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New York in 3,000 Words or Less

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Winter Session Travel Writing students share NYC experiences in creative non-fiction form

Featured News | February 6, 2017

By Leona Baker

View photos of VWC students in New York City on Virginia Wesleyan's Flickr page.

Travel Writing New York VWC Students“I took a moment to look around and like a gleaming holy temple, Woorijip was shining luminously with the promise of a good late night meal,” writes  junior communication major Traci Fulcher of the first time she laid eyes on an authentic restaurant in the heart of New York’s Koreatown. It was a unique experience that that she would associate not only with a Virginia Wesleyan study away opportunity but with a personal connection to her Korean-American family.

Fulcher and six other students in English professor Sue Larkin’s English 248 “Travel Writing” course spent nearly a week in New York City in January as part of the College’s Winter Session, a special three-week academic term when students concentrate their studies on one intensive course. Some Winter Session courses allow students to explore off-the-beaten path topics, and many of them involve travel to learning destinations around United States and abroad.

Larkin’s students traveled along with students in theatre professor Travis Malone's “Contemporary New York Theater” course. The two groups were able to collaborate on activities and share perspectives in a way that enriched the overall experience. They even combined efforts to put on a show as a reflection exercise when they returned to campus, and the result, Larkin notes “was a beautiful melding of the two genres.”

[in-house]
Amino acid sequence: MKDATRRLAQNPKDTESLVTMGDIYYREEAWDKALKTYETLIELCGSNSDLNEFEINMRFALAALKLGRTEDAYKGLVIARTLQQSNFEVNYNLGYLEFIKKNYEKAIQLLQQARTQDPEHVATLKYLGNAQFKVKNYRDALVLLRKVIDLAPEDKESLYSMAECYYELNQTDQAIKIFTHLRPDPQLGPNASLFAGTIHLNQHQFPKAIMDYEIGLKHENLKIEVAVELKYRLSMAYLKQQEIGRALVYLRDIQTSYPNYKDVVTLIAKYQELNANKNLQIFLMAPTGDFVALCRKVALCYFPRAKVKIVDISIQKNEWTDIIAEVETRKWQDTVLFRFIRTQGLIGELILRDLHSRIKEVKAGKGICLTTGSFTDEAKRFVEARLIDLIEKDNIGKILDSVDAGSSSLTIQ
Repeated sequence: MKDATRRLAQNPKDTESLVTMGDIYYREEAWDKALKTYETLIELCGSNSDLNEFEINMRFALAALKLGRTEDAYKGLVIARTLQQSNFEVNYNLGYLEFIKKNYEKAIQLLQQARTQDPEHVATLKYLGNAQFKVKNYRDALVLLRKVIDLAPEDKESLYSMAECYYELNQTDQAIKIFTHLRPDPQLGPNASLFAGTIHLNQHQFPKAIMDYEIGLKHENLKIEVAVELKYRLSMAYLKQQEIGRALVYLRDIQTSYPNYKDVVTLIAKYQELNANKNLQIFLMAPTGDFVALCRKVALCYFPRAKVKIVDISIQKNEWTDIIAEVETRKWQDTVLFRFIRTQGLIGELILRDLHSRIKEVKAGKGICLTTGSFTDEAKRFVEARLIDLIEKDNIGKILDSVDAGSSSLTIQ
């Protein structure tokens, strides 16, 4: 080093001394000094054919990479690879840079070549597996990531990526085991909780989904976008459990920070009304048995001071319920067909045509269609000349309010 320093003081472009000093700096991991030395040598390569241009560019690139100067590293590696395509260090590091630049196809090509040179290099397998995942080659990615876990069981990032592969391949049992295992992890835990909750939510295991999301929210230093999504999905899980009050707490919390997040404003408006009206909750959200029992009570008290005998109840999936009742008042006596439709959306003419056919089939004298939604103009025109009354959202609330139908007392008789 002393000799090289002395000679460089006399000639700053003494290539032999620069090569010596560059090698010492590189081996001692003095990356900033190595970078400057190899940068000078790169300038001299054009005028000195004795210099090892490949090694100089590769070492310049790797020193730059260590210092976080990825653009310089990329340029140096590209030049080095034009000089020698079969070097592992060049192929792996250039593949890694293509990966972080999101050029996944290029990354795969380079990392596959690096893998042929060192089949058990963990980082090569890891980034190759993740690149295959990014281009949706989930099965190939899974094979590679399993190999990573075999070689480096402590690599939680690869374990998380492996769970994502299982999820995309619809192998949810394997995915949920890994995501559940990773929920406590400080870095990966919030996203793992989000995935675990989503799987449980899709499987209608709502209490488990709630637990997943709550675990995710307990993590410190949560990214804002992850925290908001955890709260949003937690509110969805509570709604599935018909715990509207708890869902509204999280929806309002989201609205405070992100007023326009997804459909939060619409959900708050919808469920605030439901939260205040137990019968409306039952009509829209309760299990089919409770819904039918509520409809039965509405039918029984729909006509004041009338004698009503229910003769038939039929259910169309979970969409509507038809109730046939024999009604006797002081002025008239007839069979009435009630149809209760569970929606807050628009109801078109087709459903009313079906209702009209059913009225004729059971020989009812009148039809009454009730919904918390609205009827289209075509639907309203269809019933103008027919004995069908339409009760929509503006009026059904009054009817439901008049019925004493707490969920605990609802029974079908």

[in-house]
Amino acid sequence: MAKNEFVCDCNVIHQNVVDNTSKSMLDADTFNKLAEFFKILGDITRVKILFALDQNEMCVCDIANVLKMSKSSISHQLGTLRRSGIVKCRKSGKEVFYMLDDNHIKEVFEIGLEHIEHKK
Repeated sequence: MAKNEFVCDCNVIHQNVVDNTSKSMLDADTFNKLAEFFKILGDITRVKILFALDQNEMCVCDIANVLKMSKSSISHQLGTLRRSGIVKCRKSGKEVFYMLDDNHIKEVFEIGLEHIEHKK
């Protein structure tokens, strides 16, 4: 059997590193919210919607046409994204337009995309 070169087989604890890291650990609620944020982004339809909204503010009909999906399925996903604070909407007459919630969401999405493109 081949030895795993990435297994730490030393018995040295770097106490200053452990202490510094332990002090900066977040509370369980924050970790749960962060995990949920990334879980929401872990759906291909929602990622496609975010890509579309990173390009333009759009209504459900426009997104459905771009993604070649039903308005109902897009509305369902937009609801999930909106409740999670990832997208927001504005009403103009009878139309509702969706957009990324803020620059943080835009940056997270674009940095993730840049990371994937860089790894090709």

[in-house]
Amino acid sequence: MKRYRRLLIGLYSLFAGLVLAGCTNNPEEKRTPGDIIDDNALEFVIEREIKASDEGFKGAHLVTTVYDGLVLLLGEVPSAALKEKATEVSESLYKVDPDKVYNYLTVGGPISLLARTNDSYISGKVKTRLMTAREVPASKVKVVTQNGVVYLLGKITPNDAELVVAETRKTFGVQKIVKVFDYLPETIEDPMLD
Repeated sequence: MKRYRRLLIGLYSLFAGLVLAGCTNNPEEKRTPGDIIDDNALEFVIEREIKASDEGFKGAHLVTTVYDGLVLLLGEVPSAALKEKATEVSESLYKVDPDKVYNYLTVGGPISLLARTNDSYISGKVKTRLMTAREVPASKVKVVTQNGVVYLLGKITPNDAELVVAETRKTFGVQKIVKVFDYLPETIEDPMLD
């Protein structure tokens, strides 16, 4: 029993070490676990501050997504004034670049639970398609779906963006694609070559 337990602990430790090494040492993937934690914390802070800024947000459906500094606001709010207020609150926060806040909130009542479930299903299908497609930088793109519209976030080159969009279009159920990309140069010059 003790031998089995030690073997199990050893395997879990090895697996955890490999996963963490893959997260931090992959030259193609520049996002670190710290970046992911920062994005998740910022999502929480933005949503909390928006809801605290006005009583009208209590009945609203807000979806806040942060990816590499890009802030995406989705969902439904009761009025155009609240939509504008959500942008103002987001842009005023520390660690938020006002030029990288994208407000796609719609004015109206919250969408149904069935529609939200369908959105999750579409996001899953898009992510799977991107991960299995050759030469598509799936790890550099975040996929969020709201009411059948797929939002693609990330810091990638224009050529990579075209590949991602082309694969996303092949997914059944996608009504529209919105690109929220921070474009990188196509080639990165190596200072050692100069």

“For many of the students, this was their first time in New York City,” Larkin says. “I wanted them to have the chance to not just visit, but to study and immerse themselves in a place. Travel writing is a rapidly growing and wonderfully eclectic genre. This was an opportunity for our students to write outside of academic parameters and learn about what writing for publication means.  It opens up new questions of audience, genre, and form that will bring new depth to their writing.”

The students’ writing went through an intensive collaborative editing process with the understanding that their work would be published on the College’s website. Topics ranged from a trip to Koreatown to the anxiety of a first New York City subway ride to the gap between perception and reality on a tour of NBC Studios. You can read each of the student stories as well as one by Professor Larkin below.

Is That New York I Smell?
From the underground to an unexpected destination, the subway was anything but what I expected

By Gabrielle Brown

Kimchi State of Mind
How I found food, family and belonging in the heart of Koreatown
By Traci Fulcher

“Almost Magical” TV Wonderland
For this die-hard fan, a tour of NBC Studios could never quite live up to the imagination

By Cynthia Griffin

Batman Likes Burritos
An unexpected encounter with a little boy on the subway became my memorable New York moment

By Cori Haley

The Hamilton Ravioli with Ragu Line
You could wait a lifetime for New York’s most elusive ticket, so you might as well sit back and enjoy the show
By Susan Larkin

Speaking of Streets...
Navigating New York means knowing when to walk away from the talkers

By Victoria Sierra

New York is Reggae in a German Restaurant
Or how not to feel like a tourist in your own town

By Tracey Tittle